Back to school brings the flu season, and it seems that it’s inevitable that everybody catches a bug this time of year. This may, however, not be a cold or a virus but seasonal allergies. Congestion, sneezing, runny nose, coughing are all symptoms that can be brought on by an allergic reaction.
What Causes Allergies?
Allergies are reactions that our bodies have in response to allergens like animal dander, dust, pollen, and mold. People can also have allergic reactions to insect stings, medications, and specific foods such as peanuts. These reactions are triggers for the body’s release of histamines as a defense mechanism.
Sometimes the defense goes overboard and there is an excessive release of histamines, as your body sees these triggers as more harmful than they actually are. They are seen as a threat and the body attempts to fight them in the form of a local immune response reaction. This creates an inflammatory response as well as being the regulator for feelings of itchiness.
What is the Impact?
Anyone can experience allergies in some form, and they are something that cannot really be cured. Allergies cause symptoms that include rashes, warm spots, itching, a runny or congested nose, coughing, hives, shortness of breath, and sometimes even anaphylaxis, a potentially life-threatening condition.
Different allergens can affect different areas of the body. One common reaction is a simple skin rash. People who have allergic reactions to airborne pathogens typically experience congestion, coughing, swelling of the eyes, sneezing, and shortness of breath. This occurs because the nose warms, moistens, and cleans the air as you breathe. In an allergic reaction, histamines are produced in response to foreign substances and cause inflammation and itching. This can cause the sinuses to have difficulty functioning properly. Nasal symptoms are common after exposure to airborne pathogens.
What Can Be Done?
The first step in alleviating allergies is being aware of one’s triggers. Some people choose to keep a diary to try to track down the source of the symptoms, others elect to have allergy tests performed. With this knowledge, avoidance of triggers can be done.
Some medications that can be used to prevent or relieve the symptoms associated with allergies. Most common are antihistamines, which help to limit the attack that histamines conduct on foreign substances or allergens. Well known antihistamines are Benadryl, Claritin, Allegra, Zyrtec, and nasal sprays.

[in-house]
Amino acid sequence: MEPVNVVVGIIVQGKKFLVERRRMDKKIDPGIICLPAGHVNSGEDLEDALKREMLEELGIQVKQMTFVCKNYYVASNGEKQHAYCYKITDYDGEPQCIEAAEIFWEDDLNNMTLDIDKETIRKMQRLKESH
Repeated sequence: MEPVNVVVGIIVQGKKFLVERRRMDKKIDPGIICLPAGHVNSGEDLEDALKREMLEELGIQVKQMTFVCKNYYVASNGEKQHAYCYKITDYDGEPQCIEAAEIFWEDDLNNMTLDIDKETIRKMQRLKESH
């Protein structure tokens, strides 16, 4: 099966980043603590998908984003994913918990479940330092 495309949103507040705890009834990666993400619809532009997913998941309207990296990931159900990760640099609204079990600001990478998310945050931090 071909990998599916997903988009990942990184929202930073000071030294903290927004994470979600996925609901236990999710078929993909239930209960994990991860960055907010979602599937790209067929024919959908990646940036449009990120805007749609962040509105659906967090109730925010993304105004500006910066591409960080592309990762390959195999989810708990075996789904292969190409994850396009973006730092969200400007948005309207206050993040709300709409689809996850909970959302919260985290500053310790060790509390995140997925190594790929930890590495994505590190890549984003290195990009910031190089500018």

Another option is immunotherapy (allergy shots) which introduces varying doses of the triggers that people are allergic to through an injection in order to help the body develop a level of immunization. Allergy shots may take months to begin to work, and don’t work at all in some cases, but are often an effective tool in dealing with allergies.
To address emergency allergic reactions, an Epi-Pen® can be used to quickly inject Epinephrine when someone is suffering a severe attack. Epinephrine is a fast-acting medication that helps stimulate the heart, lift dropping blood pressure, reverse hives, and more. It is typically used only for severe, and possibly life-threatening, allergic reactions.
Some medical procedures can also be done to help alleviate or improve symptoms. These are typically procedures of the nose and help with breathing, stop congestion, and allow rinsing or medicated sprays to get into the nose. Swelling in the nasal passages can make allergies seem worse, so helping to decrease swelling, or correct the airway, can help to make the allergy symptoms easier to deal with.
Living with Allergies
Unlike the common cold, allergies cannot be “cured”, although they may diminish over time as the body becomes accustomed to allergens. There are steps that can be taken to alleviate the symptoms of allergic reactions and help them to become more bearable. The first step is knowing what you are allergic to, followed by avoiding these triggers. If they are unavoidable, medication can be used to diminish symptoms. If symptoms persist, procedures like Balloon Sinuplasty that help to open nasal passages can reduce allergy symptoms.